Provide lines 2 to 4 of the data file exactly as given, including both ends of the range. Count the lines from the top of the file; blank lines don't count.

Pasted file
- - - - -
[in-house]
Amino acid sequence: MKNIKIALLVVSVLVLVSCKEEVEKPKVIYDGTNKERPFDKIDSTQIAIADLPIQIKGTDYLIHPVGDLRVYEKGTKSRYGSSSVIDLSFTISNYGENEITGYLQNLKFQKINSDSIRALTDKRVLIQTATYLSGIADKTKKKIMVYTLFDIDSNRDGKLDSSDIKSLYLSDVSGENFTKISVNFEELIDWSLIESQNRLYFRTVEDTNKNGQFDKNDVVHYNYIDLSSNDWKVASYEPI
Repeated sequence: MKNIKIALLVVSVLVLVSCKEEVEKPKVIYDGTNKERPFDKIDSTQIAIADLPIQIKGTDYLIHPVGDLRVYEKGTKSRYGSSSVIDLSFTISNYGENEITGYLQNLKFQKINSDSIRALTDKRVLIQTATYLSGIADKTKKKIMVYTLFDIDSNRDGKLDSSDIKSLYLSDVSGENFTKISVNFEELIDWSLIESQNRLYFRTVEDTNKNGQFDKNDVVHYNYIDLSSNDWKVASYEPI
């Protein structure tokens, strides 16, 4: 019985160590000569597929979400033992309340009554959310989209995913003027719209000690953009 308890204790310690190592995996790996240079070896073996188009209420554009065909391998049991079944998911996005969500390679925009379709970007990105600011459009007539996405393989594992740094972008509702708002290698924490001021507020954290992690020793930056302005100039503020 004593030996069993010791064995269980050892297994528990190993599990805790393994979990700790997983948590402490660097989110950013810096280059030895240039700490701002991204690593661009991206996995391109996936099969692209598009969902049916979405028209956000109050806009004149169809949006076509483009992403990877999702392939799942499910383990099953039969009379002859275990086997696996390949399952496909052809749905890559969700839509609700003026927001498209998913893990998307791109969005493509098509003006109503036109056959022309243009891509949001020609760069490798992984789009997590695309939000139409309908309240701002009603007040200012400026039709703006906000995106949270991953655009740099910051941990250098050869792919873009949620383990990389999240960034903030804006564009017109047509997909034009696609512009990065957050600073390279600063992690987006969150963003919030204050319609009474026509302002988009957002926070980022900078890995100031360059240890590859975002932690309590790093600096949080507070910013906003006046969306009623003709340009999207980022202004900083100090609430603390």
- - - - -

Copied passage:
Amino acid sequence: MKNIKIALLVVSVLVLVSCKEEVEKPKVIYDGTNKERPFDKIDSTQIAIADLPIQIKGTDYLIHPVGDLRVYEKGTKSRYGSSSVIDLSFTISNYGENEITGYLQNLKFQKINSDSIRALTDKRVLIQTATYLSGIADKTKKKIMVYTLFDIDSNRDGKLDSSDIKSLYLSDVSGENFTKISVNFEELIDWSLIESQNRLYFRTVEDTNKNGQFDKNDVVHYNYIDLSSNDWKVASYEPI
Repeated sequence: MKNIKIALLVVSVLVLVSCKEEVEKPKVIYDGTNKERPFDKIDSTQIAIADLPIQIKGTDYLIHPVGDLRVYEKGTKSRYGSSSVIDLSFTISNYGENEITGYLQNLKFQKINSDSIRALTDKRVLIQTATYLSGIADKTKKKIMVYTLFDIDSNRDGKLDSSDIKSLYLSDVSGENFTKISVNFEELIDWSLIESQNRLYFRTVEDTNKNGQFDKNDVVHYNYIDLSSNDWKVASYEPI
């Protein structure tokens, strides 16, 4: 019985160590000569597929979400033992309340009554959310989209995913003027719209000690953009 308890204790310690190592995996790996240079070896073996188009209420554009065909391998049991079944998911996005969500390679925009379709970007990105600011459009007539996405393989594992740094972008509702708002290698924490001021507020954290992690020793930056302005100039503020 004593030996069993010791064995269980050892297994528990190993599990805790393994979990700790997983948590402490660097989110950013810096280059030895240039700490701002991204690593661009991206996995391109996936099969692209598009969902049916979405028209956000109050806009004149169809949006076509483009992403990877999702392939799942499910383990099953039969009379002859275990086997696996390949399952496909052809749905890559969700839509609700003026927001498209998913893990998307791109969005493509098509003006109503036109056959022309243009891509949001020609760069490798992984789009997590695309939000139409309908309240701002009603007040200012400026039709703006906000995106949270991953655009740099910051941990250098050869792919873009949620383990990389999240960034903030804006564009017109047509997909034009696609512009990065957050600073390279600063992690987006969150963003919030204050319609009474026509302002988009957002926070980022900078890995100031360059240890590859975002932690309590790093600096949080507070910013906003006046969306009623003709340009999207980022202004900083100090609430603390």